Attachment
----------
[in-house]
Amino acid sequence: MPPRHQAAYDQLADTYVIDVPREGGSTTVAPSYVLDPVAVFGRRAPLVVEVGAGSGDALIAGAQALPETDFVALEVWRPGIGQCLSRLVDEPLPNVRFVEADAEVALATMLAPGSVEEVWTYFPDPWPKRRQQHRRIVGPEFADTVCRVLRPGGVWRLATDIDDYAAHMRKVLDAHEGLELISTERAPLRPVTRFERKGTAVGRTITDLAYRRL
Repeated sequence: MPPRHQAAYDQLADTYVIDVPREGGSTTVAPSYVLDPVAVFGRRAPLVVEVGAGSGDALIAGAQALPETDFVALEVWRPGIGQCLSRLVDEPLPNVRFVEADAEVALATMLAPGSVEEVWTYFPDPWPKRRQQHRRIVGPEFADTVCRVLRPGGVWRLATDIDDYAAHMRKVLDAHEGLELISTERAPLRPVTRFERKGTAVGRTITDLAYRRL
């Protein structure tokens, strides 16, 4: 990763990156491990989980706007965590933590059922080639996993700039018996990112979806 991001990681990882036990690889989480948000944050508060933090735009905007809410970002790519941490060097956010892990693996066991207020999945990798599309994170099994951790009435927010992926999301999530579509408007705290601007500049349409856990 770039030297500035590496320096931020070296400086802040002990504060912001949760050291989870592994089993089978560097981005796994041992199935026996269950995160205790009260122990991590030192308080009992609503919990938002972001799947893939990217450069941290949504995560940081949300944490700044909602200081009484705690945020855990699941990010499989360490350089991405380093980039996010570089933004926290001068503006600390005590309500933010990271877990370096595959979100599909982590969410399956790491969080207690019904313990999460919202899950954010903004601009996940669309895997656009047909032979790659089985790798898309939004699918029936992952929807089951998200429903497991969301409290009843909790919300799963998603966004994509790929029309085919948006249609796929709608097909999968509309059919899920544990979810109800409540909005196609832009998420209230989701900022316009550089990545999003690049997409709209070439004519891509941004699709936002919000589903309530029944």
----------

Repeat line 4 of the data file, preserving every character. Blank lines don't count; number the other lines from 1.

């Protein structure tokens, strides 16, 4: 990763990156491990989980706007965590933590059922080639996993700039018996990112979806 991001990681990882036990690889989480948000944050508060933090735009905007809410970002790519941490060097956010892990693996066991207020999945990798599309994170099994951790009435927010992926999301999530579509408007705290601007500049349409856990 770039030297500035590496320096931020070296400086802040002990504060912001949760050291989870592994089993089978560097981005796994041992199935026996269950995160205790009260122990991590030192308080009992609503919990938002972001799947893939990217450069941290949504995560940081949300944490700044909602200081009484705690945020855990699941990010499989360490350089991405380093980039996010570089933004926290001068503006600390005590309500933010990271877990370096595959979100599909982590969410399956790491969080207690019904313990999460919202899950954010903004601009996940669309895997656009047909032979790659089985790798898309939004699918029936992952929807089951998200429903497991969301409290009843909790919300799963998603966004994509790929029309085919948006249609796929709608097909999968509309059919899920544990979810109800409540909005196609832009998420209230989701900022316009550089990545999003690049997409709209070439004519891509941004699709936002919000589903309530029944």